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John Hanning Speke
May 4, 1827 – September 15, 1864

An English explorer of Africa, John Hanning Speke solved the riddle of the Nile River by discovering its source during the course of an epic journey to and through the Great Lakes region of eastern Africa.


Ever since the time of Herodotus, men had sought and speculated about the fountains - the ultimate origins - of the river that provided Egypt's life-blood and sustained classical as well as modern civilizations throughout much of its length. Ptolemy had hinted at the Nile's beginning in equatorial Africa, but only the 19th-century search for the sources of the main, or White, Nile (in the late 18th century James Bruce had seen the Blue Nile flow from Lake Tana in Ethiopia) produced John Speke's confirmation.

John Speke was born at Jordans, Somersetshire, on May 4, 1827. He joined the Indian army in 1844 and saw considerable action in the Punjab campaign. He liked to fight but was bored by the longueurs between periods of combat. Appropriately, he spent his local leaves shooting game in Tibet.

In 1854 Speke obtained overseas leave in order to join Richard Burton in Somalia. While Burton was journeying to the "forbidden city" of Harar, Speke twice went eastward to Bunder Gori, a nearby Somali town. In an attack in 1855 by Somali on the British camp near Berbera, Speke almost died from wounds before he and Burton fled to Aden.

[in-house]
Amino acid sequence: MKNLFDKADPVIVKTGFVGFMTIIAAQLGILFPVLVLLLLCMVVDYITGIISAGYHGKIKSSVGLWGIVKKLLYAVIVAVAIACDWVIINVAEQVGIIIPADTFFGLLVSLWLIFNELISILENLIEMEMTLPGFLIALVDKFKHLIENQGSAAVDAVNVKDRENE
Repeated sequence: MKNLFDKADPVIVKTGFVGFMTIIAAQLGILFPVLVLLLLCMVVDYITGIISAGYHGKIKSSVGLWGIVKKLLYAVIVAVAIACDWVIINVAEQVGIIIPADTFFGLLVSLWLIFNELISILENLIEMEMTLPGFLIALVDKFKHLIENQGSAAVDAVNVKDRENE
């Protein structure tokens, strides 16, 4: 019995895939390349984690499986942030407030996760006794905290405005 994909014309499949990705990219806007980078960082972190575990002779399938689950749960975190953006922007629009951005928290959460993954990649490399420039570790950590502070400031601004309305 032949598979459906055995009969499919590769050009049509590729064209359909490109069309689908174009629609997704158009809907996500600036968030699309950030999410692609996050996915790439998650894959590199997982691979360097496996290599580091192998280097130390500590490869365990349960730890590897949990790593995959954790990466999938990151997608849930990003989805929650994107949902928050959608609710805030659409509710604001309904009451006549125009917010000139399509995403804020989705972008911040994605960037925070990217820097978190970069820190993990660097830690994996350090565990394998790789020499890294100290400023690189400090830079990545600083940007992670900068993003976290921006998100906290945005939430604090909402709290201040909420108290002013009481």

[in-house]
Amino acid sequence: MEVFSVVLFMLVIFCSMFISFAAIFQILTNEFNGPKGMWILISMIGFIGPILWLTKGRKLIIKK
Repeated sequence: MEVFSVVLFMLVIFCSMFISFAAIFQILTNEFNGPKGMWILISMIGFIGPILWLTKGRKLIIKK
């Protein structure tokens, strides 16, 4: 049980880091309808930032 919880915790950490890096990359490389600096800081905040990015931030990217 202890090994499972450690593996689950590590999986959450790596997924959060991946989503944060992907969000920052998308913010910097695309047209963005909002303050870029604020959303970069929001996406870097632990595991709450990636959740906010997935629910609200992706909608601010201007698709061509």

Early Explorations

Speke served as a captain in a Turkish regiment at Kertch during the Crimean War (1855-1856) and then returned to Africa as second-in-command of Burton's expedition to the lakes of the eastern interior. The Royal Geographical Society was sponsoring this attempt to locate the rumored Sea of Ujiji and to ascertain the sources of the Nile.

Guided by Arabs and Africans, the expedition attained the Sea of Ujiji (modern Lake Tanganyika) in 1858. Speke's eyes were then too clouded with ophthalmia for him to see the waters of the lake, but he had already learned that Tanganyika was but one of the component lakes - Victoria and Nyasa being the others - of the Sea of Ujiji. He had also surmised or gathered that it was from Victoria that the Nile River flowed north to Egypt. Despite the opposition of Burton, he tested this hypothesis later in 1858.